By Kristy Dorsey

UK revenues at Cineworld have rebounded beyond pre-pandemic levels as James Bond led the way in luring customers back to the big screen.

Box office and concession revenues in Britain during October were 27 per cent higher than those during the same period in 2019, with Cineworld chief executive Mooky Greidinger “thrilled” with the return of audiences in significant numbers. Across the group, which has 752 sites in 10 countries, October’s revenues hit 90% of pre-pandemic levels.

In addition to the long-delayed September 30 release of No Time To Die, the recovery has been driven by other big-budget releases including Black Widow, Venom, Shang-Chi and the Legend of the Ten Rings, and Dune. The schedule of releases for the festive season – such as the latest instalments of the Spiderman, Matrix and Ghostbusters franchises – is expected to sustain that momentum.

“Our partnerships with the studios are as strong as ever and with the incredible movie slate to come, there are real grounds for optimism in our industry,” Mr Greidinger said.

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“I would especially highlight the great performances we saw from our newly-refurbished cinemas in the US. These new cinemas clearly support our strategy to enhance the cinema experience for all our customers.”

The world’s second-largest cinema group after AMC, Cineworld owns US-based movie theatre chain Regal, the second-largest theatre circuit in the country. The group generates 90% of its revenues from the US, the UK and Israel, where government vaccination programme are well advanced.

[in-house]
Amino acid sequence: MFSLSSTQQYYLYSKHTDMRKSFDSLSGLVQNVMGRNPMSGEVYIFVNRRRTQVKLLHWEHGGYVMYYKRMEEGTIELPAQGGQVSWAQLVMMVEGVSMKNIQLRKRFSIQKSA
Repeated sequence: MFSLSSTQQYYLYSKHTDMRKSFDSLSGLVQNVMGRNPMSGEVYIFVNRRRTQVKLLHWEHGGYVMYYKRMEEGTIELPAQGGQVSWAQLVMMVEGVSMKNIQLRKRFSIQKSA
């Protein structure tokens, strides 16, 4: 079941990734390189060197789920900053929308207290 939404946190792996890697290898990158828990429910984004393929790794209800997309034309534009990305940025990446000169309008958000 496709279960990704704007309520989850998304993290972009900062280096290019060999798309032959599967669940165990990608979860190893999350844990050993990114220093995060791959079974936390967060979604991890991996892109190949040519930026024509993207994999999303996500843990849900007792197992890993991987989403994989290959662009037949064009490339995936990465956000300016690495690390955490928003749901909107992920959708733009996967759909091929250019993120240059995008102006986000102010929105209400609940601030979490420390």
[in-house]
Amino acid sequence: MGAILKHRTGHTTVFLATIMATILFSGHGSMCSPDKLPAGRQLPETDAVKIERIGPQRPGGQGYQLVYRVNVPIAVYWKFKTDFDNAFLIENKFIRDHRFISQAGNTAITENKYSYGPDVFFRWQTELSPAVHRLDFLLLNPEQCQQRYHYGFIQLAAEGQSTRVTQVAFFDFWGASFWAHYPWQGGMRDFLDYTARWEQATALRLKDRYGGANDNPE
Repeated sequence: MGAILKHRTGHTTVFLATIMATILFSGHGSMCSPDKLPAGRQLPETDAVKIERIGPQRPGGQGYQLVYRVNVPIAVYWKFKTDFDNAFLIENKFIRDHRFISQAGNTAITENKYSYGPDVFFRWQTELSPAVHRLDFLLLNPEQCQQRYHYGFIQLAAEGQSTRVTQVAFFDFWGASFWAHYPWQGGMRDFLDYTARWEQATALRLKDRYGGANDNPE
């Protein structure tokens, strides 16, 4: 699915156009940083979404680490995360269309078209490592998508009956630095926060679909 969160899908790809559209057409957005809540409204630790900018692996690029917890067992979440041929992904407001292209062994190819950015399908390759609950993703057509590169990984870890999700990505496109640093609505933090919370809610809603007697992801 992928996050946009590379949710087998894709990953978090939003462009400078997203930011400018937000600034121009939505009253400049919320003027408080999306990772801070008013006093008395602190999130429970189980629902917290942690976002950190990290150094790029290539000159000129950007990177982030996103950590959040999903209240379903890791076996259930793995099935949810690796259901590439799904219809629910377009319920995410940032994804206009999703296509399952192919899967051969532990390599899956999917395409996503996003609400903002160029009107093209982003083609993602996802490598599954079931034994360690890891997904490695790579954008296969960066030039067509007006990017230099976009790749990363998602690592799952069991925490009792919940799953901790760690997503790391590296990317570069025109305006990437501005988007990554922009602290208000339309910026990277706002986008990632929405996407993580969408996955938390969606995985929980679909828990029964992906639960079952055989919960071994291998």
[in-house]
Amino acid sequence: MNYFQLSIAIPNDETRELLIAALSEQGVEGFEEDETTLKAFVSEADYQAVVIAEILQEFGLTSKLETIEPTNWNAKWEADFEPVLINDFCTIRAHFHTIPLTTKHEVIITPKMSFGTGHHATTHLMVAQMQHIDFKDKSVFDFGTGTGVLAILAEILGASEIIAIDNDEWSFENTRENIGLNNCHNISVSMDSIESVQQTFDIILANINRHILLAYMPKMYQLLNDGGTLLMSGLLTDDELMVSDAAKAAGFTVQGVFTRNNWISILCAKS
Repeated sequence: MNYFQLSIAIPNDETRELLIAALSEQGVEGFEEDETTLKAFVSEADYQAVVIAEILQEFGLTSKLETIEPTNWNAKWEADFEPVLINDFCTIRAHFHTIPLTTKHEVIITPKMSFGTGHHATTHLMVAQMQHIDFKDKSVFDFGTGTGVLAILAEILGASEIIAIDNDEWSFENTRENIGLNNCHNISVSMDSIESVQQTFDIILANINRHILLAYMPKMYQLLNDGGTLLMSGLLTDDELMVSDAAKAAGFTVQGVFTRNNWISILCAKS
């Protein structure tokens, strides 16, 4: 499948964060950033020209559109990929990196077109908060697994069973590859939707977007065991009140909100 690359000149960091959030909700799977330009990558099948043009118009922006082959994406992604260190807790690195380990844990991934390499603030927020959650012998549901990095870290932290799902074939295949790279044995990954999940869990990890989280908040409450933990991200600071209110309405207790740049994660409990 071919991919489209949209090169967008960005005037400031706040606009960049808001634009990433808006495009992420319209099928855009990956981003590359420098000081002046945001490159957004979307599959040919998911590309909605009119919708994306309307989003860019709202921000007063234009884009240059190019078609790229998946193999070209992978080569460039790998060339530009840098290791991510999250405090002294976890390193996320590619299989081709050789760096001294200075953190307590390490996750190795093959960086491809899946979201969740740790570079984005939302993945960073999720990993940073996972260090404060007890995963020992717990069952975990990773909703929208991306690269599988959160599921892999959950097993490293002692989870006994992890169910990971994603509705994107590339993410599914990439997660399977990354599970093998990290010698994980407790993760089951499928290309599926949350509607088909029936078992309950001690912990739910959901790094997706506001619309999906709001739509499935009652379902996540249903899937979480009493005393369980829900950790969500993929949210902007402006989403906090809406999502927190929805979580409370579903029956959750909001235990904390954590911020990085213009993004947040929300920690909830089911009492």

With governments in its main markets seemingly keen to avoid further lockdowns, analysts at Jeffries said Cineworld is well-placed to capitalise on people returning to cinemas.

Compared to 2019, revenues in the US rose from 45% in July and August to 54% to 80% in October. In the UK and Ireland, the equivalent figures were 54% in July, 76% in August, 72% in September and 127% in October.

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Cineworld, which posted a pre-tax loss of £2.2 billion for 2020, generated a positive cash flow in October for the first time in 18 months. However difficulties remain, including a debt pile of some £6.29bn accumulated both prior to and during the pandemic.

The London-quoted company’s trading update made no mention of a potential listing of all or part of its business on Wall Street, a possibility it raised in August with the release of its interim results. Such a move would give the heavily indebted company an opportunity to bolster its finances.

“US equity capital markets are the largest and most liquid in the world and include a large number of publicly-listed cinema companies including peer group companies,” Cineworld said at that time. “These companies are typically covered by a significant number of North American equity analysts with a wide domestic investor following.

“The board is therefore considering options to maximise shareholder value now and into the future by accessing liquidity through a listing of Cineworld or a partial listing of Regal in the US. The board will evaluate these options over the coming months and will consult with shareholders in due course if any formal proposals are to be made.”

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Despite being released during the pandemic, Mr Greidinger said No Time To Die had a good chance of becoming the second-biggest Bond film on record after Skyfall. He added there was a high probability that markets outside the UK will reach or surpass pre-pandemic levels in the first half of next year, when titles due for release include The Batman, and Mission: Impossible 7.

“I am really proud of the extraordinary efforts that everybody in the business has made to manage this company during and unprecedented time,” he added. “Whilst there are challenges ahead, I believe these efforts have positioned us for great success in the future and we are all looking forward to continuing to welcome our customers to the best place to watch a movie.”

Shares in Cineworld closed yesterday’s trading more than 6% higher at 67p.